Worse, they have bought genuine journals making ot all the more difficult to tell the difference. It is better to stay clear of journals from this group.
14) Journals claiming to be UGC-approved
Like journals from the OMICS group, stay far away from journals that proudly declare to be approved by UGC. It is already known that at least about 200 predatory journals (here and here) are listed in UGC’s Whitelist.
15) Mention of conferences on homepage
The moment you see a journal homepage providing details of conferences or inviting readers to participate in conferences, you can be sure it is a predatory journal. Predatory journal publishers make huge money by holding conferences that are fakes by any stretch of imagination.
16) Instructions to authors are plagiarised
While the homepage is shabby and has all the telltale signs of a predatory journal, the instructions to authors site alone is comprehensive and well written. Very often the content is a copy paste job. The International Journal of Contemporary Medical Research is one such journal which has copied the instructions to authors from several sites, including Elsevier.
17) Provision to publish thesis
Journals publish papers and even conference proceedings. But ever heard of journals publishing PhD thesis? The International Consortium of Scientists & Researchers and few other journals give you that option as well!
Here is another journal which offers to publish thesis. The journal has indeed published 23 theses so far!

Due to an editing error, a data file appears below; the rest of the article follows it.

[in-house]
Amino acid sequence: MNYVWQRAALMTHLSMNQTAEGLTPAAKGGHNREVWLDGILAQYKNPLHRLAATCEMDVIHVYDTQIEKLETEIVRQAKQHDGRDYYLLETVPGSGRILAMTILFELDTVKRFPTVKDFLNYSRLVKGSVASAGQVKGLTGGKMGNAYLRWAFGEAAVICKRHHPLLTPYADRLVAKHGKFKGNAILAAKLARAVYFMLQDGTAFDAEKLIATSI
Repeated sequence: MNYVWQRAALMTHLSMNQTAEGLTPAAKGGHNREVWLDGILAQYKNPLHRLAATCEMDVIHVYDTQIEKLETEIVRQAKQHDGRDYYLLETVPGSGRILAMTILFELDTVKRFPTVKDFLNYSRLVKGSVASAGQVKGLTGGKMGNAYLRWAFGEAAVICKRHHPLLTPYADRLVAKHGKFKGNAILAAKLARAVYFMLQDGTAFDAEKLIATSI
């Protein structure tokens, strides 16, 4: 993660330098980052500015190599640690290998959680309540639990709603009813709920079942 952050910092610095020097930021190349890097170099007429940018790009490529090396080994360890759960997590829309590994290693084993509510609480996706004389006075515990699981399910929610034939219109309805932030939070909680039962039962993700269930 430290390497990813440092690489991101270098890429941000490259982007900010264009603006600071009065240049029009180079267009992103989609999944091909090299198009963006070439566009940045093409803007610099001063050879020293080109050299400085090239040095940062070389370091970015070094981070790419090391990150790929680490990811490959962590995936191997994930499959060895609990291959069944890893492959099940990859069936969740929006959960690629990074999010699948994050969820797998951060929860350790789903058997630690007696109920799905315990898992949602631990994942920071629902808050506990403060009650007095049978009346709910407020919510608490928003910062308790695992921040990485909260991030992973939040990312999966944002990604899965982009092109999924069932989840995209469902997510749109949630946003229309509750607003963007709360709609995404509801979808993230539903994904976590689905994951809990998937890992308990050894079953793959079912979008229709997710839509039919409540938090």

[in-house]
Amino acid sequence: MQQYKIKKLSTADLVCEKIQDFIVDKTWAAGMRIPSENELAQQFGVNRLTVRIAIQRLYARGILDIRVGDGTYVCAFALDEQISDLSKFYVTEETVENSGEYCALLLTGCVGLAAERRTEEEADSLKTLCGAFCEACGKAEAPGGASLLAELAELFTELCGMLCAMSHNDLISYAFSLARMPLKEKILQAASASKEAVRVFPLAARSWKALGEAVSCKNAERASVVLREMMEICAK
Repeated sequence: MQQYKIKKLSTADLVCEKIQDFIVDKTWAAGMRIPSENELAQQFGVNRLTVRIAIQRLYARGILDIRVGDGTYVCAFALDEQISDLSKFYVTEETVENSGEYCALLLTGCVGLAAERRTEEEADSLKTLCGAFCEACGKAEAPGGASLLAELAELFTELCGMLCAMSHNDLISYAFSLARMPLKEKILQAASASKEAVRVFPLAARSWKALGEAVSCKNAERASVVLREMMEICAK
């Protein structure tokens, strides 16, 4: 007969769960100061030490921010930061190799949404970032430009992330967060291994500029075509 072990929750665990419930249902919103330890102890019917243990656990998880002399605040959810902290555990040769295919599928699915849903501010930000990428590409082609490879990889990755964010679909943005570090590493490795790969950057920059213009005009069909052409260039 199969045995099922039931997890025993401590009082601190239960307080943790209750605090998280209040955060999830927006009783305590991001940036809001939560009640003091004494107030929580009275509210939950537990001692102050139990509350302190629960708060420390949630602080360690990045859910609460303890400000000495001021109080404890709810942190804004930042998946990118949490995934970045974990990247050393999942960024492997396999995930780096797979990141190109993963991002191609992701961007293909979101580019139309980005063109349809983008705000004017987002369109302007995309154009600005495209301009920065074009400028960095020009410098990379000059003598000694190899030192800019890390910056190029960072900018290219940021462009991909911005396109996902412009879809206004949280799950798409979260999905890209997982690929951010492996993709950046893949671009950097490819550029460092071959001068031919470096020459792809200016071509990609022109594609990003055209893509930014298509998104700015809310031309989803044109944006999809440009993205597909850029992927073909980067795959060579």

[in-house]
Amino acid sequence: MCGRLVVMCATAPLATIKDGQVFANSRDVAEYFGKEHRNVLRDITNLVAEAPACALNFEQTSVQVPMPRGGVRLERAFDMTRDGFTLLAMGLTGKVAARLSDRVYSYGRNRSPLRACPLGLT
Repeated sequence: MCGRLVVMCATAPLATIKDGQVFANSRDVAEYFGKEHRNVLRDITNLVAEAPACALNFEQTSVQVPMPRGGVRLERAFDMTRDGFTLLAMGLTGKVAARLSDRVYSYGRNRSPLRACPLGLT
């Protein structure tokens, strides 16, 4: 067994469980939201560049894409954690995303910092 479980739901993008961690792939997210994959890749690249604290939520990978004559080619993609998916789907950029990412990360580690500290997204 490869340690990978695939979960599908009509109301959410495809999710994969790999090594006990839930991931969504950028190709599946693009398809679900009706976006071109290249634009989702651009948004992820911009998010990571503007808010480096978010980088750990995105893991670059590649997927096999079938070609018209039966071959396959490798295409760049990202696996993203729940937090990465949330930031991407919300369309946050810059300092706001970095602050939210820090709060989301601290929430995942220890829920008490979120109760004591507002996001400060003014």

18) Finding a guide for researchers
The International Journal of Advance Research and Development offers a unique service to researchers. In case researchers are unable to find a supervisor for themselves then they can turn to this journal for help; members of the Editorial board will try and locate one for such researchers! But there is not guarantee that it will be able to help the researchers, the journal warns.
19) Beall’s criteria for identifying predatory journals
Though Beall’s criteria are not available online, here are some of his criteria that can be used to spot predatory journals.
20) And other grave concerns
In addition, predatory journals display no strategies for how to handle misconduct or conflicts-of-interests. Very often, the title of the journal has the catchword “International” though there is nothing international about the journal. Any publisher with many journals that have been launched in a short span of time should be viewed with suspect. And those that are clones of original journals (titles of the journals are the same as the original journal and also look identical), like in the case of Current Science, should be a cause for concern.